Last week, just eight days after the shooting at Marjory Stoneman Douglas High School in Florida, the Kansas House was scheduled to debate a bill that would direct the Kansas State Board of Education to adopt curriculum guidelines for teaching gun safety in public schools that would be based on guidelines from the National Rifle Association’s “Eddie Eagle” program for elementary students, and the Kansas Department of Wildlife and Parks’ hunter safety program for high school students.
That bill was pulled from the debate calendar, however. House Speaker Ron Ryckman, R-Olathe, said GOP leaders want gun safety education to be part of a broader initiative to improve school safety.
Kimball said she strongly opposed that measure because Lawrence schools already teach about gun safety as part of their health and wellness curriculum, and she said she doesn’t think the Legislature should be involved in deciding which curriculum they use.
“I think if they want to talk about the real issues, they need to talk about more than just mental health, more than just building security. They have got to have a real conversation about gun laws as well,” Kimball said.
David Reber, who has been a lead negotiator for the Lawrence Education Association and who teaches biology at Free State High School, where more than 400 students staged a walkout last week to protest gun violence in schools, said in an email that he has no interest in arming himself at school, and he called the conversation about arming teachers a distraction from what he sees as the real issue.
“I think they know full well that most teachers reject the idea, most schools reject the idea, and there is little chance of it taking hold anywhere,” he wrote. “So, they get to offer ‘solutions' without much chance of actually having to DO anything. Certainly not having to FUND anything. And, when their ‘solution’ doesn’t materialize, they will blame teachers for stonewalling it.”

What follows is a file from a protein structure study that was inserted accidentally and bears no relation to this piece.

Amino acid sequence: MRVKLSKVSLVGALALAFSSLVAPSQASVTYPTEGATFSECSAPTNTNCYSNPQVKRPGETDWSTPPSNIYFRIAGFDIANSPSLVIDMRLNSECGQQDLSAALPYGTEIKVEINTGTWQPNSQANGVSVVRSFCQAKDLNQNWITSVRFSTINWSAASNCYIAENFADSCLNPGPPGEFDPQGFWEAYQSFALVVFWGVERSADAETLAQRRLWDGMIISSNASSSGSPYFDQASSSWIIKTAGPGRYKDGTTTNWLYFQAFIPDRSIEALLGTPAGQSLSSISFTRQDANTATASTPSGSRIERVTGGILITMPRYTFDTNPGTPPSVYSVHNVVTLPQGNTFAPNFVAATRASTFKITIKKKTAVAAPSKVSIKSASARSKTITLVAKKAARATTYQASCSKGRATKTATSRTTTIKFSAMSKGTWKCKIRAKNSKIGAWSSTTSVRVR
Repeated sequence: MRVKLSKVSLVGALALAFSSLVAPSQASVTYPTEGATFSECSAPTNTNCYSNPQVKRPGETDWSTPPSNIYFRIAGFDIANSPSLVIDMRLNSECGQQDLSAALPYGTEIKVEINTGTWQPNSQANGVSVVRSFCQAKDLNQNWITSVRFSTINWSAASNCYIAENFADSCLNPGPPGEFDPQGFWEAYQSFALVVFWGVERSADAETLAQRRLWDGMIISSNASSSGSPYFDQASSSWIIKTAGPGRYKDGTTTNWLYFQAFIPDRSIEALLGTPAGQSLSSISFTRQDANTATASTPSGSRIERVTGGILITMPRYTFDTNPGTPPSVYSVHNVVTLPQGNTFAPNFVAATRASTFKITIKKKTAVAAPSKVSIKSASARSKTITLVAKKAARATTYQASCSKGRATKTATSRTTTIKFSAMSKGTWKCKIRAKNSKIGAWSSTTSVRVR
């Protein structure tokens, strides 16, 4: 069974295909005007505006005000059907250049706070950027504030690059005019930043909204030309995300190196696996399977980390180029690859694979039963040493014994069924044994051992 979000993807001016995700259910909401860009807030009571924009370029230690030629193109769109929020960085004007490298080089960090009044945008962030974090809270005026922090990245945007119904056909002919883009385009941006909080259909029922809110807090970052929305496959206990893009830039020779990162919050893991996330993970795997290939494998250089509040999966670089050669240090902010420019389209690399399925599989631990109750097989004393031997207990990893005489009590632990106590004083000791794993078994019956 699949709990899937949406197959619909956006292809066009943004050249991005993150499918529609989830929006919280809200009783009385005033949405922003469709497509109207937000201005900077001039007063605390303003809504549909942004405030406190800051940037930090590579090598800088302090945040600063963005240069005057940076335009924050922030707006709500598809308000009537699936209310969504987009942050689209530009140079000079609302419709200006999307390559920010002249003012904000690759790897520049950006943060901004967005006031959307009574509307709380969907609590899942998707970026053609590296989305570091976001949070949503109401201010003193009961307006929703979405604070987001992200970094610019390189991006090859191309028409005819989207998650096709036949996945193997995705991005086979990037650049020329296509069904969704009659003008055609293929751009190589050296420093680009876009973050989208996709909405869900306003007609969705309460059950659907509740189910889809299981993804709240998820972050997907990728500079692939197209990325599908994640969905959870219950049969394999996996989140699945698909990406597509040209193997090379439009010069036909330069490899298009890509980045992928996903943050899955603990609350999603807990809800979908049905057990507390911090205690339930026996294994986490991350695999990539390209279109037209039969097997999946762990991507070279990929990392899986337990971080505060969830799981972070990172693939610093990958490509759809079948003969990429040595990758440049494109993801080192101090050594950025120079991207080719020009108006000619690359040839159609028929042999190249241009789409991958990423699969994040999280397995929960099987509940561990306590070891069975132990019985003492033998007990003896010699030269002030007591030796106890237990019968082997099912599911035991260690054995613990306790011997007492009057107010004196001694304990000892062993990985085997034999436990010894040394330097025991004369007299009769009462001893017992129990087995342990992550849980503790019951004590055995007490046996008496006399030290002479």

Jeff Plinsky, who teaches in the English department at Lawrence High School, said he thinks there are better ways to improve safety and security in school buildings.
“Kansas would be better served by increasing the number of teachers, social workers, counselors, and school psychologists in each district, reducing class sizes so that teachers have time to build better relationships with students, refocusing education on soft skills and relationship building, instead of getting kids ready for standardized tests, and insuring that both schools and law enforcement have the financial and staffing resources they need to intervene with troubled students,” he said in an email.
“This solution, while expensive and inefficient in terms of financial concerns, is far better for kids, and allows schools to address the root causes of the problem — anger, loneliness, mental health concerns, emotional instability, etc.,” Plinsky added.
Jason Mendence, a special education teacher at Free State High School, said he thinks arming teachers would make schools more dangerous.
"More guns in school make school more dangerous. A shooter will still get in and do damage. All these events are planned out carefully," he said in an email. "How about locks for all the doors and alarms on every door in every school. And having a severe penalty for opening one of those doors. As for having teachers (have) guns in school ... the majority of teachers in this whole country say no."